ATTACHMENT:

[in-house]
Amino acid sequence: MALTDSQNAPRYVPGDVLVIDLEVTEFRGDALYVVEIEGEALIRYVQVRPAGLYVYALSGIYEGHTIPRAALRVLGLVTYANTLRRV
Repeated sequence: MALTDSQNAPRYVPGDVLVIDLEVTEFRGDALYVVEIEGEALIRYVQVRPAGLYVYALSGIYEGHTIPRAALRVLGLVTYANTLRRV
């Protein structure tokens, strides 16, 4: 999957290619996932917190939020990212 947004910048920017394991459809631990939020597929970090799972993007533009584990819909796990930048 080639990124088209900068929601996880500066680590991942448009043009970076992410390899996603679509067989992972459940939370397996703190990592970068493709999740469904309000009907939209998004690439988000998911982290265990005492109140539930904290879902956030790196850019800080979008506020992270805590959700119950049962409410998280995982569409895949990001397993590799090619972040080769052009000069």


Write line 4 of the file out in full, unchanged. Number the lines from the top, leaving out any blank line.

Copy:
């Protein structure tokens, strides 16, 4: 999957290619996932917190939020990212 947004910048920017394991459809631990939020597929970090799972993007533009584990819909796990930048 080639990124088209900068929601996880500066680590991942448009043009970076992410390899996603679509067989992972459940939370397996703190990592970068493709999740469904309000009907939209998004690439988000998911982290265990005492109140539930904290879902956030790196850019800080979008506020992270805590959700119950049962409410998280995982569409895949990001397993590799090619972040080769052009000069």